April 11, 2018

Some C2E2/Windy City Pulp Panel Thoughts

From Left to Right: Phillip Salomon, Dawn Xiana Moon, Gordon Dymowski, Shira Raider, and Karlyn Meyer

(Note: some content originally appeared on personal Facebook posts...and it's kind of long).

Moderating panels is a challenge; organizing and moderating even more so. As many of you are aware, I've been busy organizing a C2E2 Doctor Who panel as well as moderating a Windy City Pulp and Paper panel..and my schedule continues to be full.

Although scheduled as one of the first panels Friday morning, I was extremely grateful - getting this panel "out of the way" allowed me to move forward with C2E2. However, what surprised me was the huge turnout (the room was about 4/5 full, if memory serves) as well as the active conversation. I was fortunate enough to have some great panelists (not only are they friends, but three of them had worked with me on a livestream C2E2 panel two years ago), and we had a lively, engaged conversation. In fact...Culturess reviewed "She's The Doctor Now" soon after the panel ended.

And not only am I grateful to Dawn, Phil, Karlyn & Shira for participating...I'm proud of them, as well as many other things I've done (and do) as a Doctor Who fan.

I'm proud that, through the Chicago Doctor Who Meetup, I've run really cool events and build inclusive, strong friendships as a result of my activities.

I'm proud that, ten years ago, I helped a marketing agency pitch work for Torchwood: Children of Earth and flew out to New York to discuss with BBC America.

I'm proud that, in 2013, I helped Chicago Nerd Social Club organize a massive viewing of The Day of The Doctor in which we had about 250 people...and we took over an entire bar.

I'm proud that, as Auction Director for Chicago TARDIS, I helped raise over $10,000 for Northern Illinois Food Bank.

But I'm especially proud of the fact that, thanks to some incredibly great people, we had a really cool panel discussion - and conversation - at C2E2 about female (and other) representation in Doctor Who.

Thanks to Shira, Dawn, Karlyn and Phillip for being excellent, putting up with my weekly e-mails (hey, I'm used to excessively detailed writing being a former counselor/nonprofit program leader/community organizer), but most importantly, for being so fricking *wonderful*.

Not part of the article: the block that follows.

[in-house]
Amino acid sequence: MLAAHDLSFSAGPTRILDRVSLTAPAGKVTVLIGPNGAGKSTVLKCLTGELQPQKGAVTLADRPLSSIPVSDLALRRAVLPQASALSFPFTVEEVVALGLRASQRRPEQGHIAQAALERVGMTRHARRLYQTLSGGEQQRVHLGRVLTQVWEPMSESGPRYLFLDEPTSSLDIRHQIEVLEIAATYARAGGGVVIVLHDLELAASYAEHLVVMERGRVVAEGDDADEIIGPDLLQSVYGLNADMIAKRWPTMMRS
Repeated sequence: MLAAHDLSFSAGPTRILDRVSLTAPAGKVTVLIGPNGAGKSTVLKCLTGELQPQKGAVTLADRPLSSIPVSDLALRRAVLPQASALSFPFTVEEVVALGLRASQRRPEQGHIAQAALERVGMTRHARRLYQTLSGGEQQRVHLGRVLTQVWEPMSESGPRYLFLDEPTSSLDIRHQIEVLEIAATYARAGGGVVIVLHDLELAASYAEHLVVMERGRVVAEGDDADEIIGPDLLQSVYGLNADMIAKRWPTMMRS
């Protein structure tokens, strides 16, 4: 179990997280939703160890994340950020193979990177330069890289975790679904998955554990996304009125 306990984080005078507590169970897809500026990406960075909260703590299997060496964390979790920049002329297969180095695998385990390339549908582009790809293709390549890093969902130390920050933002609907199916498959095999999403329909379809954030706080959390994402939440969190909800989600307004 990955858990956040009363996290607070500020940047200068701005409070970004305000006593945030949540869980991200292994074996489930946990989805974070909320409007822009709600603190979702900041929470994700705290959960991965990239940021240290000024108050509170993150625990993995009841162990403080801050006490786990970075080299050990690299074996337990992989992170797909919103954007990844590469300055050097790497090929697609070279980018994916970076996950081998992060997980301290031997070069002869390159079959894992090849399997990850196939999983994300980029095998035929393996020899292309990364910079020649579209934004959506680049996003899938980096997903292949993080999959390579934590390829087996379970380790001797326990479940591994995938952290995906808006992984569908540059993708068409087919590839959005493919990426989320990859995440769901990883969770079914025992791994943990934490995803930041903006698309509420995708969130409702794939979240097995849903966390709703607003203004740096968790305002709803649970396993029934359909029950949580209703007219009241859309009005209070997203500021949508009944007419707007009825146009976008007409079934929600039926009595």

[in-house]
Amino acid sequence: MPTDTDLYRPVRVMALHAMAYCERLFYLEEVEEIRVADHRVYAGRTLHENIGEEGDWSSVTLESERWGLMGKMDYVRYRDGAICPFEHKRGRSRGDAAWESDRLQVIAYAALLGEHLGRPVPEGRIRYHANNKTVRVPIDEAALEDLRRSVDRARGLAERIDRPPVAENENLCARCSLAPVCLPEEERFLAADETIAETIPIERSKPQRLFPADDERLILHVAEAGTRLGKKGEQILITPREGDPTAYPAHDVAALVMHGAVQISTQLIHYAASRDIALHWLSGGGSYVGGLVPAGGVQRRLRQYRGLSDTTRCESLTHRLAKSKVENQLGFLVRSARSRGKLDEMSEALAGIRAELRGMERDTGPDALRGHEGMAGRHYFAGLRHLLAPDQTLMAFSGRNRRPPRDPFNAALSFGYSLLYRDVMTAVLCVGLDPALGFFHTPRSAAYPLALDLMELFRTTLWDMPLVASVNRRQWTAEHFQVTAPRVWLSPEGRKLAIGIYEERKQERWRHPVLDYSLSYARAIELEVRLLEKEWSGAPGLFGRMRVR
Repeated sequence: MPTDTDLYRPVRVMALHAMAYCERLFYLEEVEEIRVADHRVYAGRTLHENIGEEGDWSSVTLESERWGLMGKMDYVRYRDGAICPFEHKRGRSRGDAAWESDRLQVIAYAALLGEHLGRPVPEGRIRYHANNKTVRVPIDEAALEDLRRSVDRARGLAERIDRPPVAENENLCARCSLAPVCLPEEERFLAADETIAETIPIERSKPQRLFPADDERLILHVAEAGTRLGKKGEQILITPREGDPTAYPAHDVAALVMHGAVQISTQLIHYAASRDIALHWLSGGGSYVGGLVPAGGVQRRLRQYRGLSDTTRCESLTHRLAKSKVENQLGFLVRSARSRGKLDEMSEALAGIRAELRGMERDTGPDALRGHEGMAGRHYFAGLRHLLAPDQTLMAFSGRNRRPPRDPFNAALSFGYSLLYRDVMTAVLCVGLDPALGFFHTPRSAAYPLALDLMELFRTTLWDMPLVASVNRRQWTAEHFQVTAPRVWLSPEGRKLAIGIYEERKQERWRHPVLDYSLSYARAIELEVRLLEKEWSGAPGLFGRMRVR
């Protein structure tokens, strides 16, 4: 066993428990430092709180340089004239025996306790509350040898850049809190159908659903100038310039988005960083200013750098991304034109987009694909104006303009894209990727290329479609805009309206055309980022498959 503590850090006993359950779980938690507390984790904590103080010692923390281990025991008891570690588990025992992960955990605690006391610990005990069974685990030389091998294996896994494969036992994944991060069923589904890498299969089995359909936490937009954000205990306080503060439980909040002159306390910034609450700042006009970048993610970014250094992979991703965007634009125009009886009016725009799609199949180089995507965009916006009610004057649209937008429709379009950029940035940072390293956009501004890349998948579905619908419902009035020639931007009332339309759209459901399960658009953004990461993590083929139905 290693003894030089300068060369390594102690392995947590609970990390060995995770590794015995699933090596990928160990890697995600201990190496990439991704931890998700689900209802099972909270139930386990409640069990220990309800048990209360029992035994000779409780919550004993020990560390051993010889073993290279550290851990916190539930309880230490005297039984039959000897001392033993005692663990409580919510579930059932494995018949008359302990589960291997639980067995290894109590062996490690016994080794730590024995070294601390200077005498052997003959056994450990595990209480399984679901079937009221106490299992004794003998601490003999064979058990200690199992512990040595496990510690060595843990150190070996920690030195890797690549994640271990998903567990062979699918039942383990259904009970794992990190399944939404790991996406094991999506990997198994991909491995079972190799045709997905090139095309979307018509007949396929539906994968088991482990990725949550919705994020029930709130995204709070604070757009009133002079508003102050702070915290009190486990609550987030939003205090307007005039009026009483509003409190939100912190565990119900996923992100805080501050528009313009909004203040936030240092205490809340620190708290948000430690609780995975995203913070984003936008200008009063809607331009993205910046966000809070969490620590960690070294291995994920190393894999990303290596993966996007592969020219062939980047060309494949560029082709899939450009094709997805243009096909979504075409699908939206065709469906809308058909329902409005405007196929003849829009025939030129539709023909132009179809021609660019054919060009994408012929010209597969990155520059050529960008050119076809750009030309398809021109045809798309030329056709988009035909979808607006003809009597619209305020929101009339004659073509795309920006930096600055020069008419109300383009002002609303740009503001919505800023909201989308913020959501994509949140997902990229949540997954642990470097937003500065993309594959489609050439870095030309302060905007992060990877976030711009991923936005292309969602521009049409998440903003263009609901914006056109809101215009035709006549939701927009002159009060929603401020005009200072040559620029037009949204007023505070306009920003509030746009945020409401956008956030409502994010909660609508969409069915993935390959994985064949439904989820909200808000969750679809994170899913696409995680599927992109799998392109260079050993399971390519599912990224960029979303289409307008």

I'm proud that they've chosen to serve on my panel...and I would do it again in a *heartbeat*.

My Windy City Pulp panel - about sword and sorcery in New Pulp - was a different matter entirely. It wasn't a negative experience - after all, I'm not really a sword and sorcery aficionado - but it led to an accidental, more revelatory moment.

Windy City Pulp and Paper Convention, LLC is a more low key event focused on rare books. Although focused primarily on old (and new) pulp literature, there's plenty to engage those curious about pop culture history - comics, videos, and art. I enjoy working (and attending) this show and there's always something worth learning...and my sword and sorcery panel helped me learn a lot about myself - much that I did not want to admit.

My approach to the sword and sorcery panel was to focus on "why should I care?", making it a panel introducing newer readers to the genre than, say, why it is so awesome. (And yes, I grew up with those really bad sword and sorcery films of the 1980s). We were discussing Robert E. Howard towards the end of the panel. David C. White (who is writing a literary biography about Howard) brought up the circumstances of Howard's death. Someone in the audience remarked that they heard that Howard had "reactive depression", but didn't know what it was...so I related my experience.

Like me, Robert E. Howard was caring for an ill mother. He also lived in the 1930s in a Central Texas town. When you're caring for an ill parent, the stresses get to you...so much so that you begin the downward spiral into despair. Unlike clinical depression, reactive depression leaves you with the knowledge that you will get through it, but it hurts, physically and emotionally. Even small, insignificant heartaches take on a greater drama when you know that you're only reacting to events yet still feel that awful ache.

Robert E. Howard didn't have a support network. He also assumed that he would win in the end. I have a support network, and I am not going to make that assumption. But we soldier on and create because....to quote "The Shape of the Darkness That Overtakes Us" in Uncanny Magazine # 19, "Stories are how we survive...in times that seek to destroy us." That's just as true for personally -as well as politically - challenginging times.

In reading Robert E. Howard's non-Conan stories, there is a *hell* of a lot of raging against the dying of the light. Howard was trying to survive emotionally...and the only way he could do it was to create. Sometimes we tell stories because *we* need to reassure ourselves as authors that we can - and will - endure.

Although Howard made a tragic choice, I discovered at the end of that panel that I really *empathized* and understood Robert E. Howard in a way that I hadn't before now. And that, on some level, that's why I write the kind of fiction I write.

And I'm all the better for it.

And more importantly, I have friends. I'm part of a bigger community. And I gave up my notions of being "nobly alone" a long time ago....

(If you liked this post, please feel free to purchase the Robert E. Howard ebook linked below - I am an Amazon affiliate - or buy me a coffee via Ko-Fi.com)

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